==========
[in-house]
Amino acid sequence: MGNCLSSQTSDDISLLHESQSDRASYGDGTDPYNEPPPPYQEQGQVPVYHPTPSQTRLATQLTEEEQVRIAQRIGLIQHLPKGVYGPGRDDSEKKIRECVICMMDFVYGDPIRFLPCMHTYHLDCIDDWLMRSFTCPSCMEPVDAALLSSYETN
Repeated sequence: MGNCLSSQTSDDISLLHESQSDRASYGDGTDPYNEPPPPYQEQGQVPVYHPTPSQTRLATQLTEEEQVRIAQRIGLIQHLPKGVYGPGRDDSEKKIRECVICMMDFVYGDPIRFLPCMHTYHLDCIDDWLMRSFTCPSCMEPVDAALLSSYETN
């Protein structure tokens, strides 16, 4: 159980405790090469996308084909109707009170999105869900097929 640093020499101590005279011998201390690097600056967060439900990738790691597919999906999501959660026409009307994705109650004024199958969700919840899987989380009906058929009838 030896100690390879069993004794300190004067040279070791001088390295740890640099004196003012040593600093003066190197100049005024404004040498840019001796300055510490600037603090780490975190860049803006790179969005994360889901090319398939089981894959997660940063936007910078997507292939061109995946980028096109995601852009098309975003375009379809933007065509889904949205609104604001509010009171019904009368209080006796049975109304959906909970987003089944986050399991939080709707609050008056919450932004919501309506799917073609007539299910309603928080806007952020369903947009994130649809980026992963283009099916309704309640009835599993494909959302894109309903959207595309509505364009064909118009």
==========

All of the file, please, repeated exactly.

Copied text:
[in-house]
Amino acid sequence: MGNCLSSQTSDDISLLHESQSDRASYGDGTDPYNEPPPPYQEQGQVPVYHPTPSQTRLATQLTEEEQVRIAQRIGLIQHLPKGVYGPGRDDSEKKIRECVICMMDFVYGDPIRFLPCMHTYHLDCIDDWLMRSFTCPSCMEPVDAALLSSYETN
Repeated sequence: MGNCLSSQTSDDISLLHESQSDRASYGDGTDPYNEPPPPYQEQGQVPVYHPTPSQTRLATQLTEEEQVRIAQRIGLIQHLPKGVYGPGRDDSEKKIRECVICMMDFVYGDPIRFLPCMHTYHLDCIDDWLMRSFTCPSCMEPVDAALLSSYETN
């Protein structure tokens, strides 16, 4: 159980405790090469996308084909109707009170999105869900097929 640093020499101590005279011998201390690097600056967060439900990738790691597919999906999501959660026409009307994705109650004024199958969700919840899987989380009906058929009838 030896100690390879069993004794300190004067040279070791001088390295740890640099004196003012040593600093003066190197100049005024404004040498840019001796300055510490600037603090780490975190860049803006790179969005994360889901090319398939089981894959997660940063936007910078997507292939061109995946980028096109995601852009098309975003375009379809933007065509889904949205609104604001509010009171019904009368209080006796049975109304959906909970987003089944986050399991939080709707609050008056919450932004919501309506799917073609007539299910309603928080806007952020369903947009994130649809980026992963283009099916309704309640009835599993494909959302894109309903959207595309509505364009064909118009």